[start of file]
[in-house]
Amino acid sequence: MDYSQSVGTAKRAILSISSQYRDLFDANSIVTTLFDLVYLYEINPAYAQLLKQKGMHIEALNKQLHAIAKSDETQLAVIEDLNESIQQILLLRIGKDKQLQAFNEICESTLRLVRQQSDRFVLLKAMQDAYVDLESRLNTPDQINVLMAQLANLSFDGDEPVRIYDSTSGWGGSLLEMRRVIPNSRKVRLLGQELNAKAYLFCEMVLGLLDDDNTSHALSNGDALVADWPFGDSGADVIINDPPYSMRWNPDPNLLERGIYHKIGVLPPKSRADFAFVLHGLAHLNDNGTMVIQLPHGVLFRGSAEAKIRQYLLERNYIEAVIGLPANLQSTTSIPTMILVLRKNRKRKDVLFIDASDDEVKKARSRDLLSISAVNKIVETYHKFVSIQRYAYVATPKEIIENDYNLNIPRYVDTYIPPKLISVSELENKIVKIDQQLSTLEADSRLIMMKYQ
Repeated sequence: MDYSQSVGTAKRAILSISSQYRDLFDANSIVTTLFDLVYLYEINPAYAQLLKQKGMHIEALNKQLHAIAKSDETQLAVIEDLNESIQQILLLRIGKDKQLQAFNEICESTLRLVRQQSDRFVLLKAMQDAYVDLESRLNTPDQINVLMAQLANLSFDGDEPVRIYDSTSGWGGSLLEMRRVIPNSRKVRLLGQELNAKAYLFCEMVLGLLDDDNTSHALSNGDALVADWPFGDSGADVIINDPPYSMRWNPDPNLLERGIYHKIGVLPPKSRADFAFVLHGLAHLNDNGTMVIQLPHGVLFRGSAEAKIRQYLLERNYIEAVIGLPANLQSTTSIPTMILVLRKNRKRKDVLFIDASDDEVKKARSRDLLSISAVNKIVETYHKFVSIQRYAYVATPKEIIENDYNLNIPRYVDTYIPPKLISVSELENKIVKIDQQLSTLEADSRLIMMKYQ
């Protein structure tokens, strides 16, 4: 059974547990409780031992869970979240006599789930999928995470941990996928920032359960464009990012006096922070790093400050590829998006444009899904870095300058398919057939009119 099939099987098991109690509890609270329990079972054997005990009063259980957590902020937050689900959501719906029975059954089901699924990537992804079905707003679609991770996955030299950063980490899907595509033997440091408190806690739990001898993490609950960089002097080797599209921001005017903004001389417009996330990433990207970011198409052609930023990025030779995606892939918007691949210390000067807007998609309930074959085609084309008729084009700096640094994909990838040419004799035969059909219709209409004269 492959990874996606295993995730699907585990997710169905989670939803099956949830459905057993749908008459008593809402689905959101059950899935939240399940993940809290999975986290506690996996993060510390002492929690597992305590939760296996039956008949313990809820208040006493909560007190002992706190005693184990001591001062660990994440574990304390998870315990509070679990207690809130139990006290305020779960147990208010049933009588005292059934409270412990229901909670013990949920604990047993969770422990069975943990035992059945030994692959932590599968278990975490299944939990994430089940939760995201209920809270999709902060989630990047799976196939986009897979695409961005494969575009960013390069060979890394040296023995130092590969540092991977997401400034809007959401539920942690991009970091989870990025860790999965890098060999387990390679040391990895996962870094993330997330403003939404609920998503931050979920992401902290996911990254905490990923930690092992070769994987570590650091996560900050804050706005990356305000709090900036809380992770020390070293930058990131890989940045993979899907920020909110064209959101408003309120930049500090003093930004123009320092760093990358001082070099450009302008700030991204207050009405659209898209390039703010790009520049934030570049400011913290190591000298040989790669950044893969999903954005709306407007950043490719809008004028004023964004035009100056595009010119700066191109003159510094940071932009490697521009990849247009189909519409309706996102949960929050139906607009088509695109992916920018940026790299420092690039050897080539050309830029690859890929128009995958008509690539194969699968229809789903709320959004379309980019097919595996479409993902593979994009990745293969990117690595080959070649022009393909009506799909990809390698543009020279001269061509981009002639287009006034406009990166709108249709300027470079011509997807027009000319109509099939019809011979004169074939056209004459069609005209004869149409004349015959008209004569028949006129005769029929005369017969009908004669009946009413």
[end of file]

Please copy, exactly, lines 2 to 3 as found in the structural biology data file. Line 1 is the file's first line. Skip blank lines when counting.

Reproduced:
Amino acid sequence: MDYSQSVGTAKRAILSISSQYRDLFDANSIVTTLFDLVYLYEINPAYAQLLKQKGMHIEALNKQLHAIAKSDETQLAVIEDLNESIQQILLLRIGKDKQLQAFNEICESTLRLVRQQSDRFVLLKAMQDAYVDLESRLNTPDQINVLMAQLANLSFDGDEPVRIYDSTSGWGGSLLEMRRVIPNSRKVRLLGQELNAKAYLFCEMVLGLLDDDNTSHALSNGDALVADWPFGDSGADVIINDPPYSMRWNPDPNLLERGIYHKIGVLPPKSRADFAFVLHGLAHLNDNGTMVIQLPHGVLFRGSAEAKIRQYLLERNYIEAVIGLPANLQSTTSIPTMILVLRKNRKRKDVLFIDASDDEVKKARSRDLLSISAVNKIVETYHKFVSIQRYAYVATPKEIIENDYNLNIPRYVDTYIPPKLISVSELENKIVKIDQQLSTLEADSRLIMMKYQ
Repeated sequence: MDYSQSVGTAKRAILSISSQYRDLFDANSIVTTLFDLVYLYEINPAYAQLLKQKGMHIEALNKQLHAIAKSDETQLAVIEDLNESIQQILLLRIGKDKQLQAFNEICESTLRLVRQQSDRFVLLKAMQDAYVDLESRLNTPDQINVLMAQLANLSFDGDEPVRIYDSTSGWGGSLLEMRRVIPNSRKVRLLGQELNAKAYLFCEMVLGLLDDDNTSHALSNGDALVADWPFGDSGADVIINDPPYSMRWNPDPNLLERGIYHKIGVLPPKSRADFAFVLHGLAHLNDNGTMVIQLPHGVLFRGSAEAKIRQYLLERNYIEAVIGLPANLQSTTSIPTMILVLRKNRKRKDVLFIDASDDEVKKARSRDLLSISAVNKIVETYHKFVSIQRYAYVATPKEIIENDYNLNIPRYVDTYIPPKLISVSELENKIVKIDQQLSTLEADSRLIMMKYQ